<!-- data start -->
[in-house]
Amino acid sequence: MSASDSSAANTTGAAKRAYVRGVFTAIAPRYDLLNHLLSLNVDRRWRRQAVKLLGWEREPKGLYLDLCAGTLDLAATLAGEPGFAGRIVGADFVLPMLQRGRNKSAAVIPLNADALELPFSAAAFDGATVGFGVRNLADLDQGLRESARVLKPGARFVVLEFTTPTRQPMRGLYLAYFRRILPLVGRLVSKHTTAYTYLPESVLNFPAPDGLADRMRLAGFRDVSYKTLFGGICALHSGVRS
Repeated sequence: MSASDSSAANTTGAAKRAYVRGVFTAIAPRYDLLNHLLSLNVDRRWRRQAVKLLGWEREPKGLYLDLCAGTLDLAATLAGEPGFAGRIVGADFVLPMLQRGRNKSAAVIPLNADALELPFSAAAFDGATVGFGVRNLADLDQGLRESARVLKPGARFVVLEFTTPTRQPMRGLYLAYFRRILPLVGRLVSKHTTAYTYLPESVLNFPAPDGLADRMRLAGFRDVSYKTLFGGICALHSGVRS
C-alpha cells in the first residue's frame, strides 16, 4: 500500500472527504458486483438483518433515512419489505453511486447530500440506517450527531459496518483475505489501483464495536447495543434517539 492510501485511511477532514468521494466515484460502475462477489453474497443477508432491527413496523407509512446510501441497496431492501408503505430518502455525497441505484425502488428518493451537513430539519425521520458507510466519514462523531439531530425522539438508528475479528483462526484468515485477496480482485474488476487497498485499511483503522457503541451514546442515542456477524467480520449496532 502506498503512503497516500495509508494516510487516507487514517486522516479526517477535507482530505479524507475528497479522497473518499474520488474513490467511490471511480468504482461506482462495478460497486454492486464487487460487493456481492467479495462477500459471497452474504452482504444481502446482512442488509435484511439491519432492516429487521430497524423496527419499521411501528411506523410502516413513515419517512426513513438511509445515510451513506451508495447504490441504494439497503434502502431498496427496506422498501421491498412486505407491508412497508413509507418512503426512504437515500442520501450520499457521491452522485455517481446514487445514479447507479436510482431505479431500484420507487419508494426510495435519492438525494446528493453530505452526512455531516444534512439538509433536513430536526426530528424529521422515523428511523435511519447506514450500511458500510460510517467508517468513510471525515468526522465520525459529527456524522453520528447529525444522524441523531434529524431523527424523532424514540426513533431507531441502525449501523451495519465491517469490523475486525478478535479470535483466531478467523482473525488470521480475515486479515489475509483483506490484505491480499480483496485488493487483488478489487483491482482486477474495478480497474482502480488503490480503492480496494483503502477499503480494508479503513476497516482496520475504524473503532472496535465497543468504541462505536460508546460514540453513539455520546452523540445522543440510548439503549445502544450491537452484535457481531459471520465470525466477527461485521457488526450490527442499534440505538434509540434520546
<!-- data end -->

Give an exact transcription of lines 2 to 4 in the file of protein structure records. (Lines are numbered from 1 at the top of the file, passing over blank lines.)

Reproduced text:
Amino acid sequence: MSASDSSAANTTGAAKRAYVRGVFTAIAPRYDLLNHLLSLNVDRRWRRQAVKLLGWEREPKGLYLDLCAGTLDLAATLAGEPGFAGRIVGADFVLPMLQRGRNKSAAVIPLNADALELPFSAAAFDGATVGFGVRNLADLDQGLRESARVLKPGARFVVLEFTTPTRQPMRGLYLAYFRRILPLVGRLVSKHTTAYTYLPESVLNFPAPDGLADRMRLAGFRDVSYKTLFGGICALHSGVRS
Repeated sequence: MSASDSSAANTTGAAKRAYVRGVFTAIAPRYDLLNHLLSLNVDRRWRRQAVKLLGWEREPKGLYLDLCAGTLDLAATLAGEPGFAGRIVGADFVLPMLQRGRNKSAAVIPLNADALELPFSAAAFDGATVGFGVRNLADLDQGLRESARVLKPGARFVVLEFTTPTRQPMRGLYLAYFRRILPLVGRLVSKHTTAYTYLPESVLNFPAPDGLADRMRLAGFRDVSYKTLFGGICALHSGVRS
C-alpha cells in the first residue's frame, strides 16, 4: 500500500472527504458486483438483518433515512419489505453511486447530500440506517450527531459496518483475505489501483464495536447495543434517539 492510501485511511477532514468521494466515484460502475462477489453474497443477508432491527413496523407509512446510501441497496431492501408503505430518502455525497441505484425502488428518493451537513430539519425521520458507510466519514462523531439531530425522539438508528475479528483462526484468515485477496480482485474488476487497498485499511483503522457503541451514546442515542456477524467480520449496532 502506498503512503497516500495509508494516510487516507487514517486522516479526517477535507482530505479524507475528497479522497473518499474520488474513490467511490471511480468504482461506482462495478460497486454492486464487487460487493456481492467479495462477500459471497452474504452482504444481502446482512442488509435484511439491519432492516429487521430497524423496527419499521411501528411506523410502516413513515419517512426513513438511509445515510451513506451508495447504490441504494439497503434502502431498496427496506422498501421491498412486505407491508412497508413509507418512503426512504437515500442520501450520499457521491452522485455517481446514487445514479447507479436510482431505479431500484420507487419508494426510495435519492438525494446528493453530505452526512455531516444534512439538509433536513430536526426530528424529521422515523428511523435511519447506514450500511458500510460510517467508517468513510471525515468526522465520525459529527456524522453520528447529525444522524441523531434529524431523527424523532424514540426513533431507531441502525449501523451495519465491517469490523475486525478478535479470535483466531478467523482473525488470521480475515486479515489475509483483506490484505491480499480483496485488493487483488478489487483491482482486477474495478480497474482502480488503490480503492480496494483503502477499503480494508479503513476497516482496520475504524473503532472496535465497543468504541462505536460508546460514540453513539455520546452523540445522543440510548439503549445502544450491537452484535457481531459471520465470525466477527461485521457488526450490527442499534440505538434509540434520546